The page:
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    Gulf Coast, Oil Companies Prep for Tropical Storm Isaac

    Any oil, gas production disruption could send gas prices higher.

    NEW ORLEANS -- With Tropical Storm Isaac churning through the Gulf of Mexico, oil companies are preparing for the worst as residents of the Gulf Coast brace themselves against the storm that is predicted to make landfall mid-week, the seventh anniversary of Hurricane Katrina.

    Tropical Storm Isaac, which could be Hurricane Isaac by the time it reaches land somewhere between Florida and Louisiana, has prompted at least two oil giants to take precautionary measures. On Sunday, Marathon Oil Corp. said it was evacuating workers not directly involved in oil and gas production from its Gulf of Mexico operations ahead of the storm. The company added that production was not affected, according to Reuters. Marathon operates one platform in the Gulf that can produce up to 9,700 barrels per day of oil.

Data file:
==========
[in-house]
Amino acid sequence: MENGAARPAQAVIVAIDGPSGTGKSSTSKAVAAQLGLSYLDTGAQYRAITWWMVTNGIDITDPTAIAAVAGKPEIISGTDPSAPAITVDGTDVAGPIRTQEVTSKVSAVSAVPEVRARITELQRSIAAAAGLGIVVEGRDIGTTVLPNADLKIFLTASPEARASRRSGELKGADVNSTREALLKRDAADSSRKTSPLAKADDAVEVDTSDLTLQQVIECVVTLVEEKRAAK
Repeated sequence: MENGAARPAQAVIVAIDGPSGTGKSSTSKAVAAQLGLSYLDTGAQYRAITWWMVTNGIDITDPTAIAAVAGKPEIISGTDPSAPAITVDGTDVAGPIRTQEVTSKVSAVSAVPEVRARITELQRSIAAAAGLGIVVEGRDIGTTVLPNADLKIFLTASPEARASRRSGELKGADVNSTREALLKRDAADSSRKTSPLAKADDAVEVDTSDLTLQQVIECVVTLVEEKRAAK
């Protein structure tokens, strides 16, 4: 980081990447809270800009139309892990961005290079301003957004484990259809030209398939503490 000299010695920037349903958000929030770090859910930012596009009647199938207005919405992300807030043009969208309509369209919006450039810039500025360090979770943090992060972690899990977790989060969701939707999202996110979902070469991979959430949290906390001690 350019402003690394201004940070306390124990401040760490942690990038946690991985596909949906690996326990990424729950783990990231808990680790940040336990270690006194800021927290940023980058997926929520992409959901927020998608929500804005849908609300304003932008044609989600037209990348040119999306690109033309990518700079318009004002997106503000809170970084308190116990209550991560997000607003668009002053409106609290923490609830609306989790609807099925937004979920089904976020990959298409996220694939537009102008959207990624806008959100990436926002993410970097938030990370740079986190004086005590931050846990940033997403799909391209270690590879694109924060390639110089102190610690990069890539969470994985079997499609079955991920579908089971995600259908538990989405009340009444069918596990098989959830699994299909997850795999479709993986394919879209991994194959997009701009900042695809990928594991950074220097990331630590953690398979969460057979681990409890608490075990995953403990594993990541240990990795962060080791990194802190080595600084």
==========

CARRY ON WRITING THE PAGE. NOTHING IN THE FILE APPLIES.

The news outlet also reported that BP plc, the biggest U.S. Gulf producer, shut production of all its oil and gas platforms in the area and evacuated all workers on Sunday.

    National Hurricane Center meteorologist Jessica Schauer said the hurricane warning area included "quite a few oil rigs" but possibly not the heart of the U.S. offshore oil patch, which produces about 23 percent of U.S. oil output and 7 percent of its natural gas, Reuters said. Meteorologists at Weather Insight, an arm of Thomson Reuters, predict the storm will trigger short-term shutdowns of 85 percent of the U.S. offshore oil production capacity and 68 percent of the natural gas output.

    Threats of outages expand past the water. After hitting land, the storm could affect low-lying fuel refineries along the Gulf Coast that account for about 40 percent of U.S. refining capacity. If that happens, gas prices could rise for the Labor Day holiday, analysts said. "It's going right in the heart of refinery row," Phil Flynn, an analyst with Price Futures Group in Chicago.

    Tropical Storm Isaac is already impacting gas supplies in some areas of the Gulf Coast as residents prepared to evacuate or hunker down and try to ride out the storm. As Local15tv.com reported, yellow "Out of Service" bags are appeared on gas pumps throughout Mobile, Ala., over the weekend as some gas stations started running low on gas -- or ran dry. Adding to motorists' frustration was a 20-cent jump in prices in one night.

     

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